If you don't have a bread machine you can mix the ingredients by hand or in a stand mixer with a dough hook followed by a good 8-10 minute knead before letting in a rise in an oiled bowl in a warm spot covered with a tea towel. Give yourself 3 hours start to finish. I took a hunk of my Italian herb with Mozzarella cheese loaf to go along with my fire-roasted tomato soup (standard working lunch fare) and heated it up in the microwave. I have a lovely head cold and couldn't smell the deliciousness, but everyone who came in the back room wanted to know what smelled so good. If it didn't have my germs all over it, I'd have been happy to share. So instead, before I have a quick dinner and a long evening of nothingness catching up on the DVR viewing and hoping to breathe through my nose again I thought I'd post the recipe.
Happy baking! Enjoy the goodness from your oven. I'll just be here having some kind of hot and spicy soup looking for the miracle cure to the common cold (which may or may not be a sinus infection requiring drugs so I can power through the next week and a half preparing for the big 50th birthday tailgate for Greg). Thank goodness I can go to work in basically my jammies. Love that luon!
|Italian herb and Mozzarella cheese chopped bread just out of the oven|
|jalapeno and sharp cheddar cheese chopped bread hot out of the oven|
foccacia bread dough
3/4 C lukewarm water (80-90 degrees, hot tap water)
1 1/2 T olive oli
1 tsp salt
2 C bread flour (up to 1/4 C more for a workable dough)
1 tsp active dry yeast
2 T Italian herb blend, 1 T olive oil, 1/2 C shredded Mozarella cheese or other grated/shredded cheeses (Asiago, Parmesan, Romano) optional: chopped olives, sun-dried tomatoes, drained and chopped artichoke hearts
1/2 C drained jalapeno pepper slices, coarsely chopped, 1 T olive oil, 1/2 C shredded sharp cheddar (monterey jack, mild cheddar or Mexican blend cheeses would be yummy too)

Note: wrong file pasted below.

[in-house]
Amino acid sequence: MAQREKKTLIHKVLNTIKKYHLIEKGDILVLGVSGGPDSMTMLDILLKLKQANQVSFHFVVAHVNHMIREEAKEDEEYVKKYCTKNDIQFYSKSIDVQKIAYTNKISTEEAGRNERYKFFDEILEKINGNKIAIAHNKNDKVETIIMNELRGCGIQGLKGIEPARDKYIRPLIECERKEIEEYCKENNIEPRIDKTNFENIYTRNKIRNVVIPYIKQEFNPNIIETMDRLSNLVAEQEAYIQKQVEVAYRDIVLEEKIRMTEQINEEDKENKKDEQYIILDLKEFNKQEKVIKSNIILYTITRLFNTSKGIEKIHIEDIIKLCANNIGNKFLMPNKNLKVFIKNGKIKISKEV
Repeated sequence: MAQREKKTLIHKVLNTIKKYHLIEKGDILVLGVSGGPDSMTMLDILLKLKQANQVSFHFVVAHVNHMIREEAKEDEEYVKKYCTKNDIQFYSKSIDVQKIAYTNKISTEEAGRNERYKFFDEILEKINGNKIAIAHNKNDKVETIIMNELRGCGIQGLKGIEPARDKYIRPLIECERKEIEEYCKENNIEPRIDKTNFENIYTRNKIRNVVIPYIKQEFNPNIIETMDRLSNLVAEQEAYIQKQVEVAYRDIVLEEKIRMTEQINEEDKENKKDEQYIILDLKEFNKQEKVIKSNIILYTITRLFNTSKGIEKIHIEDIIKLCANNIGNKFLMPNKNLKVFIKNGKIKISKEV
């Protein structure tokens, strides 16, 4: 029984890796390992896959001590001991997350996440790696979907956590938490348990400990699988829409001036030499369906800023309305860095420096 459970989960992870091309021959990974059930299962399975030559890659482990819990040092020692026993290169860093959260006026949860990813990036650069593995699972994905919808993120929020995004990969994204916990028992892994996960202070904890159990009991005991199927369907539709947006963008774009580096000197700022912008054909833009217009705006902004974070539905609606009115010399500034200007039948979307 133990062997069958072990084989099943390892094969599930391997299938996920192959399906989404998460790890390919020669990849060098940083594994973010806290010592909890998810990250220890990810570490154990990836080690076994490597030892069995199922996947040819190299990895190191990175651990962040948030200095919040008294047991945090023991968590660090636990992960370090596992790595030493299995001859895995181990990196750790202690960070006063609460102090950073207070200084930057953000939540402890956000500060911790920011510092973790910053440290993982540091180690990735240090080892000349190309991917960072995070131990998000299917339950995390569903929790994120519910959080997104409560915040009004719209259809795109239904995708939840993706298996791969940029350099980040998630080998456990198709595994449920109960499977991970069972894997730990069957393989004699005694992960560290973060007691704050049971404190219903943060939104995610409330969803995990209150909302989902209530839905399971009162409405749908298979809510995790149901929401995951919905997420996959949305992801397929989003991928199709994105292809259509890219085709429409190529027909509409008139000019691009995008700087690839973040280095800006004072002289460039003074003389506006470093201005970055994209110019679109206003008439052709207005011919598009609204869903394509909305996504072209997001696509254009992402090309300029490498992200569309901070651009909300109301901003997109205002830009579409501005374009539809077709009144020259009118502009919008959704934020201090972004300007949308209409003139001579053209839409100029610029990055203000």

Place all foccacia dough ingredients in pan of bread machine and run "dough" cycle (mine takes about 90 minutes to mix, knead and rise).
Alternately, mix all ingredients in bowl of stand mixer with dough hook adding flour if necessary and kneading for 5-7 minutes or until smooth. Or go old school and mix ingredients by hand and knead for 8-10 minutes adding flour if necessary until dough is smooth and elastic. Place dough in oiled bowl and cover with a tea towel to let rise in a warm draft-free place for about an hour. I often turn my oven on to preheat until it reaches about 100 degrees and then turn it off and let the dough rise with the door open so it's warm, but not hot.
Punch down dough, however you got to this point, and let rest 10 minutes. Lightly flour a kneading surface (mat, cloth or board) and knead in flavorings/add-ins until evenly distributed throughout the dough. It's tough to knead everything in thoroughly. Roughly kneaded in is rustic and fine. You can add more olive oil if you like. This is where my recipe really differs from the grocery version. Their bread is very buttery. Yummy, but not necessary. Use a sharp chef's knife or bench cutter and chop dough into 1-inch pieces more or less. Lightly brush baking sheet with olive oil and pile up chopped pieces of bread into a loaf-shaped mound of more or less equal height. Cover with a tea towel an let rise again for 40 minutes to an hour.
Heat oven to 425 degrees. Bake risen "chopped bread" in hot oven for 10-15 minutes until lightly browned.
The Italian herb bread was delicious dipped in warm marinara.
Note: I talk tea towel often. Tea towels are woven towels without terry loops. The kind you might have to iron, but that's just silly.
|foccacia ingredients (I always use 1/3 white whole wheat flour, it's hiding back there)|
|I made a two-pound batch of dough so I'm splitting it with my bench scraper|
|getting ready to knead (please note my hands and the paint splatter on a knuckle, |
in the middle of a few walls in the basement)
|good herbs and cheese mixed in|
|piled up on the baking sheet and ready for the second rise|
|sharp cheddar and jalepenos|
|ready for the second rise|
|ready for the oven!|